Estate Planning Law Firm St. Peters, MO

Are you in the process of developing your estate plan? Although you likely have an idea of what needs to encompass your estate plan, there may be a number of considerations that you hadn’t even realized needed to be made. Many consider and make plans over how their assets will be divided and what their funeral arrangements may be upon passing. However it’s key not to neglect to plan for those who may require your financial support after you have passed away. Some, may consider a conservatorship when caring for someone unable to manage their financial affairs and make decisions on their own. When planning for someone who is incapacitated and unable to make financial decisions, it’s important to speak with an attorney regarding your options. Hiring an attorney may be able to help when developing your estate plan and ensuring your loved ones are properly cared for.


Is My Loved One Incapacitated?

When a person has been deemed incapacitated, they are unable to make key life decisions for themselves. Prior to making this decision, a hearing is generally held by the courts to assess their ability to:

  • Communicate their wishes
  • Understand decision making surrounding their health, finances and living situation

There are a variety of reasons that someone may require a conservatorship such as:

  • Someone who has had a stroke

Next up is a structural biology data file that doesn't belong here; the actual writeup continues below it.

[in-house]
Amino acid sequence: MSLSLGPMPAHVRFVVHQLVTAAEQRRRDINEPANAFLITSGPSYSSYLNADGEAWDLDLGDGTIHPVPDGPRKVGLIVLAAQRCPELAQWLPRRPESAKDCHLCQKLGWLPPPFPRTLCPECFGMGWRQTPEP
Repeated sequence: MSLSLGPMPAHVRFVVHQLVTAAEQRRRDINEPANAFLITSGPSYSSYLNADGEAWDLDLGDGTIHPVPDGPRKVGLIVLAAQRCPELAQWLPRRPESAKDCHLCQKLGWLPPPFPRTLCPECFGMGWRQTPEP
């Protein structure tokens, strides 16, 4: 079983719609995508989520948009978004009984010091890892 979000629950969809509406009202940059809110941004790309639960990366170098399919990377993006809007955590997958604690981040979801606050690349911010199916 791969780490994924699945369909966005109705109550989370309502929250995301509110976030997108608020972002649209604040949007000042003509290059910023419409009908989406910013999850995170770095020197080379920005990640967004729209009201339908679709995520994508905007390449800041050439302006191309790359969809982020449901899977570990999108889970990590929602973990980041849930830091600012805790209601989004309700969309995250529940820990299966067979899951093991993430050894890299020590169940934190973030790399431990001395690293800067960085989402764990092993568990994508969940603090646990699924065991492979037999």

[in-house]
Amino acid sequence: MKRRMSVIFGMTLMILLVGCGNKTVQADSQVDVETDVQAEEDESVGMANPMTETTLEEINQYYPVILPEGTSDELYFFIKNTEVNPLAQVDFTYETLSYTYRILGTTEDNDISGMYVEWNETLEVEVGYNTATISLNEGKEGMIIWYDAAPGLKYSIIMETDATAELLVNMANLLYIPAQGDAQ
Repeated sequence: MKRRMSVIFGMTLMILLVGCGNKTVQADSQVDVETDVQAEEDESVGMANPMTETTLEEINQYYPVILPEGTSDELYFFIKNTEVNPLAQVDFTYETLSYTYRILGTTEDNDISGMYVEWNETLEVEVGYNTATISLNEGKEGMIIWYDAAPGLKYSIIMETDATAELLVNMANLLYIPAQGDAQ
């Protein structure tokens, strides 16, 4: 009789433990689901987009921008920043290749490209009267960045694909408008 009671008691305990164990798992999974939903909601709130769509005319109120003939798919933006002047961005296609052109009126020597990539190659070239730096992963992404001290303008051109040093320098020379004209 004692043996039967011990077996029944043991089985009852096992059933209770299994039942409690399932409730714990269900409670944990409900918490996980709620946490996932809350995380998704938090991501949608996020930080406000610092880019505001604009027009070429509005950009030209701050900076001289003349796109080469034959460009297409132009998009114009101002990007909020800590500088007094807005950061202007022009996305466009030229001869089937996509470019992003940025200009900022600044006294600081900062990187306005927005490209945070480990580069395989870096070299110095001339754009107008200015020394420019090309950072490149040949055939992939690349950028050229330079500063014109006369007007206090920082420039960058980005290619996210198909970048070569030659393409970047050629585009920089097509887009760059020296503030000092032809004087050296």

• Someone with a brain injury
  • Someone who has dementia or alzheimer’s
  • Someone with cognitive delays

If you have conservatorship over a partner, family member or adult child who is incapacitated, chances are created a plan for them in the event something happens to you will be key.


What is a Conservatorship?

When a person is unable to manage their affairs, a conservatorship may be necessary. A conservatorship is appointed at a court proceeding once the court has determined that a person is incapacitated. If you have a child or partner that is incapacitated and in your care, planning a conservatorship in the event of your passing will be key. It will be important to discuss the need to appoint a conservator with an attorney to ensure that you have put in the proper planning for your family. Duties of a conservator include:

  • Being accountable to the courts and requesting their approval for specific situations
  • Filing care plans with the courts
  • Managing assets
  • Making decisions regarding your loved ones living arrangements
  • Covering expenses and filing tax returns

Putting the care of a family member into the hands of another can be difficult. You will have to fully trust the person you are giving this responsibility to. In addition, it’s important to make sure that you have spoken with the person to ensure that they are willing to take on this responsibility.


An Attorney Leaves Nothing Out

If you have a family member who are incapacitated, contact an estate planning law firm St. Peters, MO residents turn to at Sweeney Legal. There are a number of benefits to acquiring an attorney for estate planning needs such as conservatorship. An attorney can help you to weigh your options and appoint a conservator in your estate plan to manage the affairs of your special needs adult child.


An estate plan is key for both you and loved ones for a variety of reasons. Not only does it provide family with peace of mind and a clear path in the event you were to pass away, it helps to ensure that your wishes are carried out in the way you would like. Some situations require for further planning, especially if you have a partner or adult child who is incapacitated and unable to make financial decisions.